- This initiative was formally announced on January 20 and aims to provide business skills to one hundred million learners across the globe.
- The foundational level is a 30-hour Global Entrepreneurship and Innovation boot camp that covers 18 modules.
On December 11, President William Ruto announced that everybody who attends Jamhuri Day celebrations at Nyayo Stadium would get a scholarship to do an Arizona State University certificate program.
Though this announcement was in line with the Jamhuri Technology and Innovation Summit he was attending at KICC, he failed to inform Kenyans that he was speaking about a free online initiative offered under Thunderbird, ASU’s School of Global Management.
Dubbed Francis and Dionna Najafi 100 million Learners Global Initiative, the program offers online certificate programs in global management and entrepreneurship.
The President’s announcement that his administration will be offering scholarships to a foreign-based university was therefore a promotional tactic that contradicts the bottom-up narrative and by extension the true essence of Jamhuri Day.
The ASU Thunderbird initiative targets those looking to learn more about global business.
This initiative was formally announced on January 20 and aims to provide business skills to one hundred million learners across the globe.
The program is free of charge and has three levels depending on one’s education level.
The foundational level is a 30-hour Global Entrepreneurship and Innovation boot camp that covers 18 modules.
This level has no prerequisites and anyone with internet access can do it.
This is the level that Ruto’s administration announced to Kenyans.
The intermediate level has five courses and is suitable for high school and undergraduate students.
The five courses are global management, global accounting, global marketing, global entrepreneurship and global economy, all of which have ‘coming soon’ signs next to them.
The third level is the advanced level which is suited for graduate students.
It also has five courses, two of which, global leadership and personal development, and global entrepreneurship and sustainable businesses, are available to the public.
Contrary to his remarks, the government is not giving any scholarships but merely publicizing this global initiative.
The initiative is a mismatch between the hustlers and the bottom-up narrative.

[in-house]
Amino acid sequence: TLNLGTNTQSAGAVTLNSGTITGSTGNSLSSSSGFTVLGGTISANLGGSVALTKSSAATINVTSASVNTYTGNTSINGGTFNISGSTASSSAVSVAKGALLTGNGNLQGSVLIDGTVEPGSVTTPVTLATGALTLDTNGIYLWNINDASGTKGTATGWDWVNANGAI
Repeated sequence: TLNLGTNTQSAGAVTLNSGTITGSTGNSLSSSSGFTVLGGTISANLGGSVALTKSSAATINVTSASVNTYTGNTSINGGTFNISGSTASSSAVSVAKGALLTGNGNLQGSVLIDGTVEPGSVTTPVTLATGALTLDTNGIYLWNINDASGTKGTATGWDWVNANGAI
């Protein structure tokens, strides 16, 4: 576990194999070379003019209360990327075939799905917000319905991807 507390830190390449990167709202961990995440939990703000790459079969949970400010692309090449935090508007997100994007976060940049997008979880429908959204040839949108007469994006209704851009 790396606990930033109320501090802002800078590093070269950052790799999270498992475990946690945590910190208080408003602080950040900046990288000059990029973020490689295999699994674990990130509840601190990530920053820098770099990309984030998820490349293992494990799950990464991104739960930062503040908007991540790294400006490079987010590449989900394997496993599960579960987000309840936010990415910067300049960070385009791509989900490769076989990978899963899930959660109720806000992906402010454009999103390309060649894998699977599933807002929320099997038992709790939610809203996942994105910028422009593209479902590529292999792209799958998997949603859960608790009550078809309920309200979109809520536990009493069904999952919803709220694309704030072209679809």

As someone who advocates for hustlers, the President missed his mark with this announcement.
All the courses offered through the ASU initiative are beneficial to those looking at global markets.
During the election season, Kenyans were complaining about the cost of unga and other household commodities.
Based on this and other issues that Kenyans shared with the President at the onset of this presidency, pushing people into global markets before resolving issues in the local markets is misplaced.
Instead of engaging foreign entities, the administration should have looked at solving and strengthening things at the local level.
Partnering with local initiatives and institutions is a good starting point.
From his Jamhuri Day speech, it is evident that there are Kenyan-based programs that not only provide local solutions but also get global recognition.
He mentioned Ecobana by students from St Paul’s University who won Hult Prize 2022 and Nelly Cheboi who is this year’s CNN Hero.
Instead of offering a global-facing option, the administration should look inwards and connect people to local programs.
If Kenya’s innovation sector is lagging due to a lack of certain skills, and Kenya’s education system is not offering those skills, the government has the power and responsibility to address this skill mismatch.
In his speech, the President mentioned that Kenya has 12 polytechnics, 256 technology and vocational training centres and 87 universities.
The government could easily partner with, or mandate, these 355 institutions to offer innovation-based courses to all the students who are part of their programs.
Globally, we are currently in the technology and innovation era, and it is commendable that the government tapped into this for this year’s Jamhuri Day celebration.
Locally, we are in a bottom-up dispensation where innovation should move from merely creating new things but expanding to looking at everyday things in a new way.
For the bottom-up approach to be innovative, the Ruto administration does not need to bring in things from outside. It should instead look at the resources we have in Kenya differently.
The true essence of Jamhuri is trusting that as Kenyans we have what it takes to build for our country’s current and future needs.
Instead of the government going to such lengths to promote foreign-based programs, it should first look inwards and have a new take on our local initiatives and institutions of higher learning.
We are experts in our situations and therefore by extension best-placed people to create solutions that will suit us now and in years to come.
Once we master this, our best practices on local issues will inevitably draw the rest of the world to learn from us.
Sitawa Wafula runs my mind my funk, a mental health resource hub.